The Douglass interstate guide interstate 135 I 70 Map With Mile Markers 540 X 620 pixels is totally rare, but far away more accessible is Braddock Mead's "Map of the Most Inhabited allowance of extra England," published by Thomas Jefferys in 1755. Mead's map follows rather closely that of Douglass, while bearing in mind some significant improvements. For example, in Massachusetts Mead bonus extra area names (such as "Pentusok," now Pittsfield), introduced county boundaries, and linked Cape Ann to the mainland whereas Douglass had depicted it as an island.
Following the Revolution, the government of Massachusetts urgently required an accurate interstate guide interstate 135 I 70 Map With Mile Markers 540 X 620 pixels for at least three administrative objectives: calculating tax allotments to the towns based upon house valuations, supporting the sale of public house to pay off war debts, and informing infrastructure development. Existing maps were too archaic and little scale to be of use. For example, dozens of townships received after the 1750s were not shown upon the Douglass and Mead maps.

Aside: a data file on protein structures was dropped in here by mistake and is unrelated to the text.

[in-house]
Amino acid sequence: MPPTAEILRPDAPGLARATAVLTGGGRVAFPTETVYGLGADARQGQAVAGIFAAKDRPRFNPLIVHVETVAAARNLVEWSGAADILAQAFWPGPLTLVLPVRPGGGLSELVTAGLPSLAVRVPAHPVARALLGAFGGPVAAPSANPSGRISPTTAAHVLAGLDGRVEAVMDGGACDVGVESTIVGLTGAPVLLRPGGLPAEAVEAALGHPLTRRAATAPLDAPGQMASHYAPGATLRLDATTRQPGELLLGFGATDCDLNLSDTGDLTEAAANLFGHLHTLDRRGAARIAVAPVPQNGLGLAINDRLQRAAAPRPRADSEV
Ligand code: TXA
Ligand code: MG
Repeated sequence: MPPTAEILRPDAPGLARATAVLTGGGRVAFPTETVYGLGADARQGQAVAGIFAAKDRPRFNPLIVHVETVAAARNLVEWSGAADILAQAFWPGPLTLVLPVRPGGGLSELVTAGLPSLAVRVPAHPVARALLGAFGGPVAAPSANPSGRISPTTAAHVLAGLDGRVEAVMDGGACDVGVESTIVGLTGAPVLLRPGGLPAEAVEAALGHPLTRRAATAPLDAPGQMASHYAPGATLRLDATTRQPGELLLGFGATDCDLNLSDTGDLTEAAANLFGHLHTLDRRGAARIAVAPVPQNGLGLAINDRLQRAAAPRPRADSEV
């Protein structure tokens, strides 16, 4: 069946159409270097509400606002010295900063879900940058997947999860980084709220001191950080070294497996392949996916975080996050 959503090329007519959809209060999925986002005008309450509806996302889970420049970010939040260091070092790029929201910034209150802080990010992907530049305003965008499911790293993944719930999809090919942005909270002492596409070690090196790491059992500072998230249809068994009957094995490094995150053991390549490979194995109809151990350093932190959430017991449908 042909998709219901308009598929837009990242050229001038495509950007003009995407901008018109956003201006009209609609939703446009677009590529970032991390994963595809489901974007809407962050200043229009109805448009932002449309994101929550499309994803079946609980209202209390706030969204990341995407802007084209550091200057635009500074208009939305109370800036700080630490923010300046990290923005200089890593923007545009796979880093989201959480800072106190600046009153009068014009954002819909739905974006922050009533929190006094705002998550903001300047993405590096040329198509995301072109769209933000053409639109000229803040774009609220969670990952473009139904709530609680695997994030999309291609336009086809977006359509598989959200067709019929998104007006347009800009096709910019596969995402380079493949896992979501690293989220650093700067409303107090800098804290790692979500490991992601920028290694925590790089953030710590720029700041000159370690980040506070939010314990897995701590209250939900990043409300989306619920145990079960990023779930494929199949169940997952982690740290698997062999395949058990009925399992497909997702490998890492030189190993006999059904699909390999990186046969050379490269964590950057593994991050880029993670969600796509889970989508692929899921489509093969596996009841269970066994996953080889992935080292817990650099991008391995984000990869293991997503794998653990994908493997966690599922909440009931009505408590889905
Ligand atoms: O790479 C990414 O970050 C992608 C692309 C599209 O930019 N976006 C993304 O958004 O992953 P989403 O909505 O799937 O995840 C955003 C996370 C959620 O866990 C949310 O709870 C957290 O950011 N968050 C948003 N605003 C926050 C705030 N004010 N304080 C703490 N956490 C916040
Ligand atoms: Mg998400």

This presented the legislature bearing in mind a dilemma, as public funding for a let in Map would have been prohibitively expensive. for that reason in 1774 it resorted to an unfunded mandate, requiring each town in Massachusetts to conduct a survey of its territory and yield a plot to the Secretary of State. These would later be compiled and where indispensable reconciled to fabricate the interstate guide interstate 135 I 70 Map With Mile Markers 540 X 620 pixels.